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Psychopharmacology: Pharmacologic Effects on Behavior

JAMA. 1958;167(17):2151. doi:10.1001/jama.1958.02990340111024.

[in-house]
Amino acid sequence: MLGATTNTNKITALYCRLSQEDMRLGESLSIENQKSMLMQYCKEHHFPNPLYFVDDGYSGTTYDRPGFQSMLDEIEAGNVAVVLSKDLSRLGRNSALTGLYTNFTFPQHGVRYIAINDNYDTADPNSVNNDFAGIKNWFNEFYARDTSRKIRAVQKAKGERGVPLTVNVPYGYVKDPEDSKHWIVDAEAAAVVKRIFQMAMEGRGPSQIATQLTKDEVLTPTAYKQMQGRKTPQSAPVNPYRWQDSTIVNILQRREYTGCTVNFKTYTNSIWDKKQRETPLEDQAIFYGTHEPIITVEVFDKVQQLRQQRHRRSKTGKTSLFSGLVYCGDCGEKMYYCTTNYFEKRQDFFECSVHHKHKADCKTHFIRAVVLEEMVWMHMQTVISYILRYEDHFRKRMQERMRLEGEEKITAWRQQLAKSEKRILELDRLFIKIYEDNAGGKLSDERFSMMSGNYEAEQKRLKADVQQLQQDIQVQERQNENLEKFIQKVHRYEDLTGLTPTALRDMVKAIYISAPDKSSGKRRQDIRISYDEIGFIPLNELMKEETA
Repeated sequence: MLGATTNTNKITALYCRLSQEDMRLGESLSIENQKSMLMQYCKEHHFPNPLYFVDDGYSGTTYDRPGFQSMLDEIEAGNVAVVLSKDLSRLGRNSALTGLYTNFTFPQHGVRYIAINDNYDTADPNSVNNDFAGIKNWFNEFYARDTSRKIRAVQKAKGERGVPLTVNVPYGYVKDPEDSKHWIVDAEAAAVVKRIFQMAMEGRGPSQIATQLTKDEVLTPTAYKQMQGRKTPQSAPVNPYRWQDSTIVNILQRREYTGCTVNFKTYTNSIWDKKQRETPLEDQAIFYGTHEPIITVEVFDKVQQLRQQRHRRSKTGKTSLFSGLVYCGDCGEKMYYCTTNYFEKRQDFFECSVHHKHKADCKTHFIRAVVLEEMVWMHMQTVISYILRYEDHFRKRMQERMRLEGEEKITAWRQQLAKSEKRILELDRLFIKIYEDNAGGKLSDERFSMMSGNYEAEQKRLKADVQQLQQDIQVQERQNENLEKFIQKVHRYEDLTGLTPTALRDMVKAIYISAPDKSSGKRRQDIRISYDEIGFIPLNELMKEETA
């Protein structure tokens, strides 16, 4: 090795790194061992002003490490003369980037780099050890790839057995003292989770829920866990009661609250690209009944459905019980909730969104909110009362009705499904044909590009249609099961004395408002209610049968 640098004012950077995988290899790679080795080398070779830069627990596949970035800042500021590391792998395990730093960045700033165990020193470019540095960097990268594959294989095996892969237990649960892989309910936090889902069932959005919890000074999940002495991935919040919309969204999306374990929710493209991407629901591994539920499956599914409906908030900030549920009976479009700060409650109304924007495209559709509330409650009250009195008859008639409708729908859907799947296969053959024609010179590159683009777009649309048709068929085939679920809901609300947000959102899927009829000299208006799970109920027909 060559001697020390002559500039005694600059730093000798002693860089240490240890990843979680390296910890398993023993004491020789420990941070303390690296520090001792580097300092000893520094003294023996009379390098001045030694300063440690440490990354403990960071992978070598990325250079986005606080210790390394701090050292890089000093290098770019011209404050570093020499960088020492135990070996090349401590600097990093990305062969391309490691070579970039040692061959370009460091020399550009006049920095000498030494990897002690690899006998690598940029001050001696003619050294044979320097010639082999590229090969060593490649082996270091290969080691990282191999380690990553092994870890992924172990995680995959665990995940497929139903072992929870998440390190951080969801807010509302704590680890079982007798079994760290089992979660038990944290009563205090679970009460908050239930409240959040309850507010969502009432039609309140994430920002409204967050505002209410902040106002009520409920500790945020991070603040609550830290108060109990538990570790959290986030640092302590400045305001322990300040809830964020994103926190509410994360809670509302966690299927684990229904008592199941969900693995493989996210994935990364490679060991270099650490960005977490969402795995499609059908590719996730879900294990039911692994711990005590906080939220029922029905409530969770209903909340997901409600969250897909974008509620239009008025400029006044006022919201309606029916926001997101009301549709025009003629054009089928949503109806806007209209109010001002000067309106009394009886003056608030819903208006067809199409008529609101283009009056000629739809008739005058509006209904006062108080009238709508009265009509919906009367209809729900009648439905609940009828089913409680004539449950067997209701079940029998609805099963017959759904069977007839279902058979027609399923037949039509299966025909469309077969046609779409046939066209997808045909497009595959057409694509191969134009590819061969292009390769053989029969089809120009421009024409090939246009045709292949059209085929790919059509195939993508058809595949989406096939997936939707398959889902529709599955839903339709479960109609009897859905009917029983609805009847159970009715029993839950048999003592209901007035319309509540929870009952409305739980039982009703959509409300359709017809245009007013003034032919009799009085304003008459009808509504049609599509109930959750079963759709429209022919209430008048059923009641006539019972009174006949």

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In the comparatively short period since the clinical introduction of the so-called tranquilizing drugs, the number of workers and the volume of literature in the field of psychopharmacology have expanded at prodigious rates. Much of this work has been devoted to clinical evaluation of new drugs, an effort that has been vastly rewarding despite the general empirical nature of the investigations. The major emphasis of the laboratory studies has been directed toward an elucidation of the basic mechanisms whereby chemical compounds can act on biological systems in such a manner as selectively to influence mental behavior. Many approaches to this highly complex problem have been explored and have resulted in the accumulation of much knowledge concerning the biochemical, pharmacological, physiological, pathological, and psychological effects of the tranquilizing drugs and the hallucinogens. This volume, probably the most ambitious work of its kind to appear to date, presents a comprehensive survey of


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